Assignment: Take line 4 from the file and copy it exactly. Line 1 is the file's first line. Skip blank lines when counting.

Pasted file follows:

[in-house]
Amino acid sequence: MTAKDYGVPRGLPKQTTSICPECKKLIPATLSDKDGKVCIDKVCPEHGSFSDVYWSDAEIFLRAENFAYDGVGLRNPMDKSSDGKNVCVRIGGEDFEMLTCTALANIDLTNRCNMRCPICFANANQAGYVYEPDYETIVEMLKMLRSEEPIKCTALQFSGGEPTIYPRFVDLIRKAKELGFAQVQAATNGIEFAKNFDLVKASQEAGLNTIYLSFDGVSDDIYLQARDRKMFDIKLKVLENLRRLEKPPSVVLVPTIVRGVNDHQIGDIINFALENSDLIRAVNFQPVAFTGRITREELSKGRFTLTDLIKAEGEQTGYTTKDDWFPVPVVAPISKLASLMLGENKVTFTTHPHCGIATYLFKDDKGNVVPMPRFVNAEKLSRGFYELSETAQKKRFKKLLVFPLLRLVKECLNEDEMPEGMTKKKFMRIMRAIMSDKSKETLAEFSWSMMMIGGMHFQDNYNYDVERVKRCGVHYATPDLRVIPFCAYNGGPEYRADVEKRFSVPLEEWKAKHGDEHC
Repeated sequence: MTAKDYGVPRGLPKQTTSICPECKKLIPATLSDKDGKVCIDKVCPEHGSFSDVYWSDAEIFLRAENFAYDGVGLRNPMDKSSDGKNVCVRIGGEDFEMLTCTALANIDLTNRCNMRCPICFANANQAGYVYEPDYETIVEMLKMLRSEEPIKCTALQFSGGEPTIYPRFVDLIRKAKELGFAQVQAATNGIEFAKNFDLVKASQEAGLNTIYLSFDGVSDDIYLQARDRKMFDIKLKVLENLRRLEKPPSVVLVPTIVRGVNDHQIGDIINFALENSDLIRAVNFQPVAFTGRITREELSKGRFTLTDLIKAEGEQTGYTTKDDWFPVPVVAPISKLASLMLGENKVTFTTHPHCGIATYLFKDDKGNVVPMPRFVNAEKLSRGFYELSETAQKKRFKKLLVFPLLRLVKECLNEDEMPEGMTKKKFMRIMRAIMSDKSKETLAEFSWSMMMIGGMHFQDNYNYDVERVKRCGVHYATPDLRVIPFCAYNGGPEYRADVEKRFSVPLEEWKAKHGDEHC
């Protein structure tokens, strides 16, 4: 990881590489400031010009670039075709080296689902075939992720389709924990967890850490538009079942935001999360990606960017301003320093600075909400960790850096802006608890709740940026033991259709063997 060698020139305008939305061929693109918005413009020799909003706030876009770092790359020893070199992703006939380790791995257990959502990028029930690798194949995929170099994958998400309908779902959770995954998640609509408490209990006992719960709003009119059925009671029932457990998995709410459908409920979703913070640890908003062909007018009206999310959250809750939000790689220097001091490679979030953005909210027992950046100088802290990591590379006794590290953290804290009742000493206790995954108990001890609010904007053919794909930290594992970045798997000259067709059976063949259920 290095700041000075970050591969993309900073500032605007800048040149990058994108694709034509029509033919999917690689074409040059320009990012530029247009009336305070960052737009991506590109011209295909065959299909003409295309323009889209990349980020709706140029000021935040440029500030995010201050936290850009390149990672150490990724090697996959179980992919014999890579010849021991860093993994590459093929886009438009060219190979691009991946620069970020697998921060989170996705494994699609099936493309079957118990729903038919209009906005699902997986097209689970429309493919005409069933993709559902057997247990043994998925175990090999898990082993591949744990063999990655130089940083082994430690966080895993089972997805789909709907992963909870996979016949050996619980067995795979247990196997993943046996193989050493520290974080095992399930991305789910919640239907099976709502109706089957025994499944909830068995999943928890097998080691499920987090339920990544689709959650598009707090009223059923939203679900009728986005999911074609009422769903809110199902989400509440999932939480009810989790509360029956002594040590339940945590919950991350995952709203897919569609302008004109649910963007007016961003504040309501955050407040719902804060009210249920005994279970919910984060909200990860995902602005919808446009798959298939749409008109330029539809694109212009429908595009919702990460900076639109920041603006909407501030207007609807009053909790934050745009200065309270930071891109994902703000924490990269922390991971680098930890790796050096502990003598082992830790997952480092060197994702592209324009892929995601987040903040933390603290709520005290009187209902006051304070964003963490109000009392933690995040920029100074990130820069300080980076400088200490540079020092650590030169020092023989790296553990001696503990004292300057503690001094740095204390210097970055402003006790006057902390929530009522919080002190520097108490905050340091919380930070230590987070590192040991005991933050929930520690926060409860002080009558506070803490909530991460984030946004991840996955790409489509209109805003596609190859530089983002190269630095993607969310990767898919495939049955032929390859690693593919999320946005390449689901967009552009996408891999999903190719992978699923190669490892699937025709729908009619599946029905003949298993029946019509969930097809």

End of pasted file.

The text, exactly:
């Protein structure tokens, strides 16, 4: 990881590489400031010009670039075709080296689902075939992720389709924990967890850490538009079942935001999360990606960017301003320093600075909400960790850096802006608890709740940026033991259709063997 060698020139305008939305061929693109918005413009020799909003706030876009770092790359020893070199992703006939380790791995257990959502990028029930690798194949995929170099994958998400309908779902959770995954998640609509408490209990006992719960709003009119059925009671029932457990998995709410459908409920979703913070640890908003062909007018009206999310959250809750939000790689220097001091490679979030953005909210027992950046100088802290990591590379006794590290953290804290009742000493206790995954108990001890609010904007053919794909930290594992970045798997000259067709059976063949259920 290095700041000075970050591969993309900073500032605007800048040149990058994108694709034509029509033919999917690689074409040059320009990012530029247009009336305070960052737009991506590109011209295909065959299909003409295309323009889209990349980020709706140029000021935040440029500030995010201050936290850009390149990672150490990724090697996959179980992919014999890579010849021991860093993994590459093929886009438009060219190979691009991946620069970020697998921060989170996705494994699609099936493309079957118990729903038919209009906005699902997986097209689970429309493919005409069933993709559902057997247990043994998925175990090999898990082993591949744990063999990655130089940083082994430690966080895993089972997805789909709907992963909870996979016949050996619980067995795979247990196997993943046996193989050493520290974080095992399930991305789910919640239907099976709502109706089957025994499944909830068995999943928890097998080691499920987090339920990544689709959650598009707090009223059923939203679900009728986005999911074609009422769903809110199902989400509440999932939480009810989790509360029956002594040590339940945590919950991350995952709203897919569609302008004109649910963007007016961003504040309501955050407040719902804060009210249920005994279970919910984060909200990860995902602005919808446009798959298939749409008109330029539809694109212009429908595009919702990460900076639109920041603006909407501030207007609807009053909790934050745009200065309270930071891109994902703000924490990269922390991971680098930890790796050096502990003598082992830790997952480092060197994702592209324009892929995601987040903040933390603290709520005290009187209902006051304070964003963490109000009392933690995040920029100074990130820069300080980076400088200490540079020092650590030169020092023989790296553990001696503990004292300057503690001094740095204390210097970055402003006790006057902390929530009522919080002190520097108490905050340091919380930070230590987070590192040991005991933050929930520690926060409860002080009558506070803490909530991460984030946004991840996955790409489509209109805003596609190859530089983002190269630095993607969310990767898919495939049955032929390859690693593919999320946005390449689901967009552009996408891999999903190719992978699923190669490892699937025709729908009619599946029905003949298993029946019509969930097809």